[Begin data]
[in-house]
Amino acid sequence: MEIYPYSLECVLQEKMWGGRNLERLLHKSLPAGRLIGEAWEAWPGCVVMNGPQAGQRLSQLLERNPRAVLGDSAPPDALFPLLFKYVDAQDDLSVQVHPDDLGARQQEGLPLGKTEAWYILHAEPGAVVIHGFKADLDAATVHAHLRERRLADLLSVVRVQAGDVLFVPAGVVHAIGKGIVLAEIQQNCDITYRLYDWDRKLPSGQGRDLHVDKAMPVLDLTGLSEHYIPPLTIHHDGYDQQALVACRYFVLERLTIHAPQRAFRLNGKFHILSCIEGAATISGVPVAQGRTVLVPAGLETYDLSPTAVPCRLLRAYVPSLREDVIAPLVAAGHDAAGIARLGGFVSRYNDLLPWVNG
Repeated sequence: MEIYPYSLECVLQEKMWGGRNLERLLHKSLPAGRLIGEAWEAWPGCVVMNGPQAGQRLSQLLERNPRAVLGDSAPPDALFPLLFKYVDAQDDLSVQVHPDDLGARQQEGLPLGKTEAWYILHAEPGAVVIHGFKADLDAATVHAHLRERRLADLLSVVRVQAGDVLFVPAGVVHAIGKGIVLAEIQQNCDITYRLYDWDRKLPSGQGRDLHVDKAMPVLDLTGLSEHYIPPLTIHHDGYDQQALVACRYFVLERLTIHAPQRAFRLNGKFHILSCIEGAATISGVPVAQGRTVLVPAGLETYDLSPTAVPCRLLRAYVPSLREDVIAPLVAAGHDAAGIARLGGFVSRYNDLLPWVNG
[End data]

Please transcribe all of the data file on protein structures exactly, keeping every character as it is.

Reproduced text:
[in-house]
Amino acid sequence: MEIYPYSLECVLQEKMWGGRNLERLLHKSLPAGRLIGEAWEAWPGCVVMNGPQAGQRLSQLLERNPRAVLGDSAPPDALFPLLFKYVDAQDDLSVQVHPDDLGARQQEGLPLGKTEAWYILHAEPGAVVIHGFKADLDAATVHAHLRERRLADLLSVVRVQAGDVLFVPAGVVHAIGKGIVLAEIQQNCDITYRLYDWDRKLPSGQGRDLHVDKAMPVLDLTGLSEHYIPPLTIHHDGYDQQALVACRYFVLERLTIHAPQRAFRLNGKFHILSCIEGAATISGVPVAQGRTVLVPAGLETYDLSPTAVPCRLLRAYVPSLREDVIAPLVAAGHDAAGIARLGGFVSRYNDLLPWVNG
Repeated sequence: MEIYPYSLECVLQEKMWGGRNLERLLHKSLPAGRLIGEAWEAWPGCVVMNGPQAGQRLSQLLERNPRAVLGDSAPPDALFPLLFKYVDAQDDLSVQVHPDDLGARQQEGLPLGKTEAWYILHAEPGAVVIHGFKADLDAATVHAHLRERRLADLLSVVRVQAGDVLFVPAGVVHAIGKGIVLAEIQQNCDITYRLYDWDRKLPSGQGRDLHVDKAMPVLDLTGLSEHYIPPLTIHHDGYDQQALVACRYFVLERLTIHAPQRAFRLNGKFHILSCIEGAATISGVPVAQGRTVLVPAGLETYDLSPTAVPCRLLRAYVPSLREDVIAPLVAAGHDAAGIARLGGFVSRYNDLLPWVNG